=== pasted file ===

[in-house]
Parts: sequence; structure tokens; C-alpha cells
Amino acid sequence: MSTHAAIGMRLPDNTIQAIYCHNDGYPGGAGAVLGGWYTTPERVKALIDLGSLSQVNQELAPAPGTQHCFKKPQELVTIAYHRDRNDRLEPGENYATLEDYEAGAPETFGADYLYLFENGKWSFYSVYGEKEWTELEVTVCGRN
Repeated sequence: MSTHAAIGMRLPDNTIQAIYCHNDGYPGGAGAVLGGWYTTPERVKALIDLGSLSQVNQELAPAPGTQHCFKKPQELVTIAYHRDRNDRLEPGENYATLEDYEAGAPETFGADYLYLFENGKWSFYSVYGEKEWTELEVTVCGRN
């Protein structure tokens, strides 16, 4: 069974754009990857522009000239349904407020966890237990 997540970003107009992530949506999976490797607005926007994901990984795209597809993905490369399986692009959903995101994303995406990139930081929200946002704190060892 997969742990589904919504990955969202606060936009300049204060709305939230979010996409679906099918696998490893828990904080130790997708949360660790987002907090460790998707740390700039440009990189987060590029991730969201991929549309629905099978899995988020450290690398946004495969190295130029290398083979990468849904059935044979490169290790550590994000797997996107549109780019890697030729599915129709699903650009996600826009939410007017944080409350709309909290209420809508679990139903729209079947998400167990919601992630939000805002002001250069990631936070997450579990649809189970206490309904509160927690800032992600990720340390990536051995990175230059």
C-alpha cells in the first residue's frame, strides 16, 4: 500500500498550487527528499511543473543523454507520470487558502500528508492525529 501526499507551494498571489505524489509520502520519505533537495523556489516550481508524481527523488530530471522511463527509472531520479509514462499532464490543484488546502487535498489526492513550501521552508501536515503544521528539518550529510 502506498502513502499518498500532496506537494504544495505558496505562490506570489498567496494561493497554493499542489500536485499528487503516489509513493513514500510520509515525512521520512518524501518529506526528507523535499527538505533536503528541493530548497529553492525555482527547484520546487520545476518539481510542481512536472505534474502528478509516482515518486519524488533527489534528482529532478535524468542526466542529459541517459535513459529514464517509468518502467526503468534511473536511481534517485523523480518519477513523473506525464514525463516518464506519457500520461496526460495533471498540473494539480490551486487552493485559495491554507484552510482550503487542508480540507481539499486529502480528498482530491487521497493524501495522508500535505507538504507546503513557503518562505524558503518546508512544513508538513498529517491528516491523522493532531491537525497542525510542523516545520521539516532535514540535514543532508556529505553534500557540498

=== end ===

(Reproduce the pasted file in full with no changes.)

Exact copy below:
[in-house]
Parts: sequence; structure tokens; C-alpha cells
Amino acid sequence: MSTHAAIGMRLPDNTIQAIYCHNDGYPGGAGAVLGGWYTTPERVKALIDLGSLSQVNQELAPAPGTQHCFKKPQELVTIAYHRDRNDRLEPGENYATLEDYEAGAPETFGADYLYLFENGKWSFYSVYGEKEWTELEVTVCGRN
Repeated sequence: MSTHAAIGMRLPDNTIQAIYCHNDGYPGGAGAVLGGWYTTPERVKALIDLGSLSQVNQELAPAPGTQHCFKKPQELVTIAYHRDRNDRLEPGENYATLEDYEAGAPETFGADYLYLFENGKWSFYSVYGEKEWTELEVTVCGRN
């Protein structure tokens, strides 16, 4: 069974754009990857522009000239349904407020966890237990 997540970003107009992530949506999976490797607005926007994901990984795209597809993905490369399986692009959903995101994303995406990139930081929200946002704190060892 997969742990589904919504990955969202606060936009300049204060709305939230979010996409679906099918696998490893828990904080130790997708949360660790987002907090460790998707740390700039440009990189987060590029991730969201991929549309629905099978899995988020450290690398946004495969190295130029290398083979990468849904059935044979490169290790550590994000797997996107549109780019890697030729599915129709699903650009996600826009939410007017944080409350709309909290209420809508679990139903729209079947998400167990919601992630939000805002002001250069990631936070997450579990649809189970206490309904509160927690800032992600990720340390990536051995990175230059």
C-alpha cells in the first residue's frame, strides 16, 4: 500500500498550487527528499511543473543523454507520470487558502500528508492525529 501526499507551494498571489505524489509520502520519505533537495523556489516550481508524481527523488530530471522511463527509472531520479509514462499532464490543484488546502487535498489526492513550501521552508501536515503544521528539518550529510 502506498502513502499518498500532496506537494504544495505558496505562490506570489498567496494561493497554493499542489500536485499528487503516489509513493513514500510520509515525512521520512518524501518529506526528507523535499527538505533536503528541493530548497529553492525555482527547484520546487520545476518539481510542481512536472505534474502528478509516482515518486519524488533527489534528482529532478535524468542526466542529459541517459535513459529514464517509468518502467526503468534511473536511481534517485523523480518519477513523473506525464514525463516518464506519457500520461496526460495533471498540473494539480490551486487552493485559495491554507484552510482550503487542508480540507481539499486529502480528498482530491487521497493524501495522508500535505507538504507546503513557503518562505524558503518546508512544513508538513498529517491528516491523522493532531491537525497542525510542523516545520521539516532535514540535514543532508556529505553534500557540498